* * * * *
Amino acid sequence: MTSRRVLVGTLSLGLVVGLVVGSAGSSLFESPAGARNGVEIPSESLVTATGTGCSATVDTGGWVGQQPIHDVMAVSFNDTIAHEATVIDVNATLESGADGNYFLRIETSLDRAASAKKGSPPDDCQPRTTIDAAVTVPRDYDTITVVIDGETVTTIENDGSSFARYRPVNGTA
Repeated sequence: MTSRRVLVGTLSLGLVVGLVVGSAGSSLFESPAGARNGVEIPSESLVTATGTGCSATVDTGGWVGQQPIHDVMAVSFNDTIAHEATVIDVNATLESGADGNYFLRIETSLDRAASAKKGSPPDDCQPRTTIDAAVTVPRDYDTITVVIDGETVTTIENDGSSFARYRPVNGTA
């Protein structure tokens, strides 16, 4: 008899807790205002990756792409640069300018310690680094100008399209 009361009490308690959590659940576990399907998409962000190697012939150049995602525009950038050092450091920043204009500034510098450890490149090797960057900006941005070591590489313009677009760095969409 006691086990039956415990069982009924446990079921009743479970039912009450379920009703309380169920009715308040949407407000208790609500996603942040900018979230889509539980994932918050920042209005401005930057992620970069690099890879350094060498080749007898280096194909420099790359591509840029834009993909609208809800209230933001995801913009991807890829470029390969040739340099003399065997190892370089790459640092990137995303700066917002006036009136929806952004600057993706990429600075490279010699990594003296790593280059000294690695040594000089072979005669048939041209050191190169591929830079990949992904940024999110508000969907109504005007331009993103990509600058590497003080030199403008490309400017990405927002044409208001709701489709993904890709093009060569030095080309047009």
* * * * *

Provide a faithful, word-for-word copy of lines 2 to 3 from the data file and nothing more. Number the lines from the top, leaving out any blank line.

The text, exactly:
Repeated sequence: MTSRRVLVGTLSLGLVVGLVVGSAGSSLFESPAGARNGVEIPSESLVTATGTGCSATVDTGGWVGQQPIHDVMAVSFNDTIAHEATVIDVNATLESGADGNYFLRIETSLDRAASAKKGSPPDDCQPRTTIDAAVTVPRDYDTITVVIDGETVTTIENDGSSFARYRPVNGTA
């Protein structure tokens, strides 16, 4: 008899807790205002990756792409640069300018310690680094100008399209 009361009490308690959590659940576990399907998409962000190697012939150049995602525009950038050092450091920043204009500034510098450890490149090797960057900006941005070591590489313009677009760095969409 006691086990039956415990069982009924446990079921009743479970039912009450379920009703309380169920009715308040949407407000208790609500996603942040900018979230889509539980994932918050920042209005401005930057992620970069690099890879350094060498080749007898280096194909420099790359591509840029834009993909609208809800209230933001995801913009991807890829470029390969040739340099003399065997190892370089790459640092990137995303700066917002006036009136929806952004600057993706990429600075490279010699990594003296790593280059000294690695040594000089072979005669048939041209050191190169591929830079990949992904940024999110508000969907109504005007331009993103990509600058590497003080030199403008490309400017990405927002044409208001709701489709993904890709093009060569030095080309047009």